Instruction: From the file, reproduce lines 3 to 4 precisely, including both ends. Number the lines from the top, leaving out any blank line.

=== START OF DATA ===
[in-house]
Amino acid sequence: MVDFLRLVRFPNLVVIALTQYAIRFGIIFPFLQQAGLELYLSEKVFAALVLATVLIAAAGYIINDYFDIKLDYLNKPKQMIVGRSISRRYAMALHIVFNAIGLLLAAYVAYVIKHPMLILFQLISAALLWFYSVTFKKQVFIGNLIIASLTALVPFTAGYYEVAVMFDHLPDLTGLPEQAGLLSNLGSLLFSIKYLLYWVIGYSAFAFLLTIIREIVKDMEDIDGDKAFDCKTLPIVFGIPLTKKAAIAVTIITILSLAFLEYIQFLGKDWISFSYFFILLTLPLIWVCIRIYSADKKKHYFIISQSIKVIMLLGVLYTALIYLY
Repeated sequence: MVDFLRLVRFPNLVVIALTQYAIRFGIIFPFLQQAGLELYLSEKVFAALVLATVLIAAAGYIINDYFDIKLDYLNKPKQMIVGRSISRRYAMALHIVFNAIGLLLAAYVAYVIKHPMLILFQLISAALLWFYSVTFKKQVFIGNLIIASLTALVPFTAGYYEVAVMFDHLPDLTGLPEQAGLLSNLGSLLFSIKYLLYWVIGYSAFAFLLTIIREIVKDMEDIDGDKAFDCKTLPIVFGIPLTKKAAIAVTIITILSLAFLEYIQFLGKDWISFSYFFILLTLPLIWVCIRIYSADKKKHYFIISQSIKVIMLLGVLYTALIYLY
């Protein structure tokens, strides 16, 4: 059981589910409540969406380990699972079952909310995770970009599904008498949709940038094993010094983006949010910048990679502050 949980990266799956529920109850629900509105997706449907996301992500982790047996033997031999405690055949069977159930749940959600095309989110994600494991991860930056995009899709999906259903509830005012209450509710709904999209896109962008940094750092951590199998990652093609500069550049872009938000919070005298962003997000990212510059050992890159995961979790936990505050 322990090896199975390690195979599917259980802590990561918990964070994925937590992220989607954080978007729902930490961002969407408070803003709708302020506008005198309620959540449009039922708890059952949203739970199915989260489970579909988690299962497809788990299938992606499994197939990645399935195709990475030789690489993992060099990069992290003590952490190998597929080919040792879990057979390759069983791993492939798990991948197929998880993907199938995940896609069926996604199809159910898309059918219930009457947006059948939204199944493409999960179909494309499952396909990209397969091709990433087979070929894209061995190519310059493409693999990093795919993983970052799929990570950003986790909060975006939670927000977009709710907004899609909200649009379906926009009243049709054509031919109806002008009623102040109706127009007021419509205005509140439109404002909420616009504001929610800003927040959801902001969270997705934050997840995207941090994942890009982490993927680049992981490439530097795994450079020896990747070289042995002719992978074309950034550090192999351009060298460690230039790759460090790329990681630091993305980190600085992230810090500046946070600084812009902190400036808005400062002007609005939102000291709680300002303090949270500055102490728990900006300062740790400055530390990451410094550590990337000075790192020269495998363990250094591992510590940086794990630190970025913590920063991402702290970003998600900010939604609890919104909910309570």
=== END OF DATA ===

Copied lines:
Repeated sequence: MVDFLRLVRFPNLVVIALTQYAIRFGIIFPFLQQAGLELYLSEKVFAALVLATVLIAAAGYIINDYFDIKLDYLNKPKQMIVGRSISRRYAMALHIVFNAIGLLLAAYVAYVIKHPMLILFQLISAALLWFYSVTFKKQVFIGNLIIASLTALVPFTAGYYEVAVMFDHLPDLTGLPEQAGLLSNLGSLLFSIKYLLYWVIGYSAFAFLLTIIREIVKDMEDIDGDKAFDCKTLPIVFGIPLTKKAAIAVTIITILSLAFLEYIQFLGKDWISFSYFFILLTLPLIWVCIRIYSADKKKHYFIISQSIKVIMLLGVLYTALIYLY
């Protein structure tokens, strides 16, 4: 059981589910409540969406380990699972079952909310995770970009599904008498949709940038094993010094983006949010910048990679502050 949980990266799956529920109850629900509105997706449907996301992500982790047996033997031999405690055949069977159930749940959600095309989110994600494991991860930056995009899709999906259903509830005012209450509710709904999209896109962008940094750092951590199998990652093609500069550049872009938000919070005298962003997000990212510059050992890159995961979790936990505050 322990090896199975390690195979599917259980802590990561918990964070994925937590992220989607954080978007729902930490961002969407408070803003709708302020506008005198309620959540449009039922708890059952949203739970199915989260489970579909988690299962497809788990299938992606499994197939990645399935195709990475030789690489993992060099990069992290003590952490190998597929080919040792879990057979390759069983791993492939798990991948197929998880993907199938995940896609069926996604199809159910898309059918219930009457947006059948939204199944493409999960179909494309499952396909990209397969091709990433087979070929894209061995190519310059493409693999990093795919993983970052799929990570950003986790909060975006939670927000977009709710907004899609909200649009379906926009009243049709054509031919109806002008009623102040109706127009007021419509205005509140439109404002909420616009504001929610800003927040959801902001969270997705934050997840995207941090994942890009982490993927680049992981490439530097795994450079020896990747070289042995002719992978074309950034550090192999351009060298460690230039790759460090790329990681630091993305980190600085992230810090500046946070600084812009902190400036808005400062002007609005939102000291709680300002303090949270500055102490728990900006300062740790400055530390990451410094550590990337000075790192020269495998363990250094591992510590940086794990630190970025913590920063991402702290970003998600900010939604609890919104909910309570």